Category Archives: virtual

Hyper what?

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Its been a fair few days since my last post – my dissertation has been sapping all my energy! Thankfully that is coming to an end and I begin to think about different things.

Yesterday, as I was watching an interesting documentary about the creation of the German national myth in the years leading up to WWII, I had some thoughts on the link between reality and events. I have been reading Baudrillard on and off for the past few weeks and his notion of hyper-reality has really stuck with me. But it was a chapter about Hannah Arendt’s view of theory that really got me going. The following is for my own sake as I think through these concepts, but feel free to comment!

Once a theory of something comes into being, that theory in essence begins to create reality for those who adopt it. It is not events themselves that create our sense of reality, it is the discourse and theory that surrounds those events. So it may be the case that the theoretical paradigm events are interpreted though that gives them their historical significance. WWII German ideology is a good example of this, as once the theory of German supremacy was proposed, all events – be they contemporary anthropological discoveries or re-interpreted historical actions – were viewed through that theoretical prism and a fitting reality was constructed.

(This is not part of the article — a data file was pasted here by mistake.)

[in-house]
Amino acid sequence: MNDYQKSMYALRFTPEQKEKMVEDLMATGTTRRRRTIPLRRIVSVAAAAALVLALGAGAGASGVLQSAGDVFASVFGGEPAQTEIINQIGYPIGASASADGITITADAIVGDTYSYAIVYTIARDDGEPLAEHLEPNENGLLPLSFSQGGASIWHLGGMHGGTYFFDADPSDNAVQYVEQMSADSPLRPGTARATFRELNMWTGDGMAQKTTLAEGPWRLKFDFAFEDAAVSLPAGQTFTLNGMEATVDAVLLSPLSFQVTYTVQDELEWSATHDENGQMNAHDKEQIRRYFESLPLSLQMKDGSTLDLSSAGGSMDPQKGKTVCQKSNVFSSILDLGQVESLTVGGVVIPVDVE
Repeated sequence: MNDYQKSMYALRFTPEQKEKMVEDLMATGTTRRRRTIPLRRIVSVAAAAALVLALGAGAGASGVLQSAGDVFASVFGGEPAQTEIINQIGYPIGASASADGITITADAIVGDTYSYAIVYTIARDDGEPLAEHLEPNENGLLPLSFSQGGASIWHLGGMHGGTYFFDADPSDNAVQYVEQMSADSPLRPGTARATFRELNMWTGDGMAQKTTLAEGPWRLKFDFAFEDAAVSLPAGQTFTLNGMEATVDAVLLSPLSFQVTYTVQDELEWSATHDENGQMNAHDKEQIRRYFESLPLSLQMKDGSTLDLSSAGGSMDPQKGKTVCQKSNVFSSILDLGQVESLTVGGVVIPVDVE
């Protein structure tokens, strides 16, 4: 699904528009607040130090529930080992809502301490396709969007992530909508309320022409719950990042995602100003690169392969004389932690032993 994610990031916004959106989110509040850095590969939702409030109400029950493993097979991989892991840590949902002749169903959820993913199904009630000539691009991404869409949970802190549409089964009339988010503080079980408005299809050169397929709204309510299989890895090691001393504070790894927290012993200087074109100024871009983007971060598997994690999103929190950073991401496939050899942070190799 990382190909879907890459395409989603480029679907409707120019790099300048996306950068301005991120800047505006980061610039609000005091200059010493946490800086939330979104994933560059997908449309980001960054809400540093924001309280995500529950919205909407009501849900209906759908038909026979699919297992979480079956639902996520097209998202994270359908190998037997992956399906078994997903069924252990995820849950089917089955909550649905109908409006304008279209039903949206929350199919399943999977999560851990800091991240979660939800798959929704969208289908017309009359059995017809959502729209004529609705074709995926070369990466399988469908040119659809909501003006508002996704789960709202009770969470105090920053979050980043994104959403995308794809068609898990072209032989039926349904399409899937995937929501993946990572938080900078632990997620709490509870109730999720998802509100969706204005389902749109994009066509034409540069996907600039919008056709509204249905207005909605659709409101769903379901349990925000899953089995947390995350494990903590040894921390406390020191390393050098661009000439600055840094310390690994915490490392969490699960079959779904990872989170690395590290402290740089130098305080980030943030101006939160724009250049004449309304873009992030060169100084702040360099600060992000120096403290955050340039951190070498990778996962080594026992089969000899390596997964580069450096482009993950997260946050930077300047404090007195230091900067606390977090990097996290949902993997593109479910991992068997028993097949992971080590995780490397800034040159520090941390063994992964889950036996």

Events only gain meaning through perception, making only subjective statements about events possible. David Luban sums it up beautifully:

“Historical truth” is simply the name for the kaleidoscope that successively reveals and dissipates these patterns. All of which is to say: there is no fact of the matter in politics, only a plurality of perspectives.

But certain perspectives can be given more legitimacy by those in positions of authority – scientists, academics, leaders – coming out in support of the theory. At a certain critical mass of support the hyper-reality builds its own internal logic and becomes self-perpetuating (in essence ‘real’).  It is only with the benefit of hindsight – after the hyper-reality implodes due to a cataclysmic event – that such a reality seems ridiculous.

I then thought about more recent events. A White House aid once said to a a New York Times reporter that America created its own reality (see here): the theory being that history had ‘ended’ and liberal democracy had emerged as the only ‘true’ way in which to organise societies.  However, in order to reify this idea Bush et al. could not just create events, they also needed to manage the theory through which those events were interpreted in the public sphere: ie by the media,  by intellectuals etc.  After some success to begin with (the media was very receptive in the post 9/11 environment, especially the FOX news network), ‘information management’ has become more difficult, at least not as far as the war in Iraq is concerned (as such I don’t think that Herman and Chomsky’s Manufacturing Consent paradigm quite fits today’s media). Now Bush says he wants to leave judgement of the Iraq War to history – more evidence of faith in the theory. I suggest that he might not get the vindication he is looking for, as cataclysmic events – Abu Ghraib, Guantanamo Bay, the sectarian violence in Iraq –  have already taken place.